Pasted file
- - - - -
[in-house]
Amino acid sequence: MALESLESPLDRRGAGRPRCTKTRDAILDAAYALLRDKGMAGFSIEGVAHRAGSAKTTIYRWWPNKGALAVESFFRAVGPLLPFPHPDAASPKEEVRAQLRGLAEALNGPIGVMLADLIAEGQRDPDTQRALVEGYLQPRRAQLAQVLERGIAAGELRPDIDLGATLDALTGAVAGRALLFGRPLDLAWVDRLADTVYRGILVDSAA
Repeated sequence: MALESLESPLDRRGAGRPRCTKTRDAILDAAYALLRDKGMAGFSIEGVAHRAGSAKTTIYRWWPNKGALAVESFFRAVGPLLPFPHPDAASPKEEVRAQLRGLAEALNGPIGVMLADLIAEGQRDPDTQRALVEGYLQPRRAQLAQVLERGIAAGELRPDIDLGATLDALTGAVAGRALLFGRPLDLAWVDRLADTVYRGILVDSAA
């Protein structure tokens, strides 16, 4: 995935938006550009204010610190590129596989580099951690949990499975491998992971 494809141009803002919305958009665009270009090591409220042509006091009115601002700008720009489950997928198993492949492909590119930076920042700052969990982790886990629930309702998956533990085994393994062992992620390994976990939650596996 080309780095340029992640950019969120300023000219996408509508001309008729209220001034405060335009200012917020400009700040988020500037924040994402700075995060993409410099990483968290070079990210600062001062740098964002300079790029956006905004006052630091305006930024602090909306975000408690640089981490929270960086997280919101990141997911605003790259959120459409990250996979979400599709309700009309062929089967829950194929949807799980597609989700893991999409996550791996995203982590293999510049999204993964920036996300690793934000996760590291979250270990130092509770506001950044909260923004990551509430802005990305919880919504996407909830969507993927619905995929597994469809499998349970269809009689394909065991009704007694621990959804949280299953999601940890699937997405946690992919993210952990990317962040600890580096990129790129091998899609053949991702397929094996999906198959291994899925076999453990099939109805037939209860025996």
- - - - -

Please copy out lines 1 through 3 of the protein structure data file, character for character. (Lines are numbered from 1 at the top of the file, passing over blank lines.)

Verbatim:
[in-house]
Amino acid sequence: MALESLESPLDRRGAGRPRCTKTRDAILDAAYALLRDKGMAGFSIEGVAHRAGSAKTTIYRWWPNKGALAVESFFRAVGPLLPFPHPDAASPKEEVRAQLRGLAEALNGPIGVMLADLIAEGQRDPDTQRALVEGYLQPRRAQLAQVLERGIAAGELRPDIDLGATLDALTGAVAGRALLFGRPLDLAWVDRLADTVYRGILVDSAA
Repeated sequence: MALESLESPLDRRGAGRPRCTKTRDAILDAAYALLRDKGMAGFSIEGVAHRAGSAKTTIYRWWPNKGALAVESFFRAVGPLLPFPHPDAASPKEEVRAQLRGLAEALNGPIGVMLADLIAEGQRDPDTQRALVEGYLQPRRAQLAQVLERGIAAGELRPDIDLGATLDALTGAVAGRALLFGRPLDLAWVDRLADTVYRGILVDSAA